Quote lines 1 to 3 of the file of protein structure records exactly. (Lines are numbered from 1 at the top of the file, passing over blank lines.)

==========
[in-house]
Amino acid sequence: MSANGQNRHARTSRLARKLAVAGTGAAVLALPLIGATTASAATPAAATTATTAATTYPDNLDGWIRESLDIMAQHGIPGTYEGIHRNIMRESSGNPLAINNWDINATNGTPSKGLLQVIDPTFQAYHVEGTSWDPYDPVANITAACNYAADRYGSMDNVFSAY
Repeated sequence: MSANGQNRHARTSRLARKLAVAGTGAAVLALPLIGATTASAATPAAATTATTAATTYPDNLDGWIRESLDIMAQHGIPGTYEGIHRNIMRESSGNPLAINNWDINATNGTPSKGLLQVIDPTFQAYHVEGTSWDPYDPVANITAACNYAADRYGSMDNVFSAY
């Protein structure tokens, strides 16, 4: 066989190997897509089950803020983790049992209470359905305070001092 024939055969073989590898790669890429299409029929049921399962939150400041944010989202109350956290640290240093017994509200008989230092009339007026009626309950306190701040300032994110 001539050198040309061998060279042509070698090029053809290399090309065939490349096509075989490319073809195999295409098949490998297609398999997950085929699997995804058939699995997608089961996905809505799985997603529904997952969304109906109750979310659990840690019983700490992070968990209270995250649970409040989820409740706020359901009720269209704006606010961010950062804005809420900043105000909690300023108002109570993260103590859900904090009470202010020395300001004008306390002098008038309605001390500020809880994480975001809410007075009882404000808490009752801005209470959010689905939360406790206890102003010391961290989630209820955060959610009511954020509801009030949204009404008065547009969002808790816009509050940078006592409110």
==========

[in-house]
Amino acid sequence: MSANGQNRHARTSRLARKLAVAGTGAAVLALPLIGATTASAATPAAATTATTAATTYPDNLDGWIRESLDIMAQHGIPGTYEGIHRNIMRESSGNPLAINNWDINATNGTPSKGLLQVIDPTFQAYHVEGTSWDPYDPVANITAACNYAADRYGSMDNVFSAY
Repeated sequence: MSANGQNRHARTSRLARKLAVAGTGAAVLALPLIGATTASAATPAAATTATTAATTYPDNLDGWIRESLDIMAQHGIPGTYEGIHRNIMRESSGNPLAINNWDINATNGTPSKGLLQVIDPTFQAYHVEGTSWDPYDPVANITAACNYAADRYGSMDNVFSAY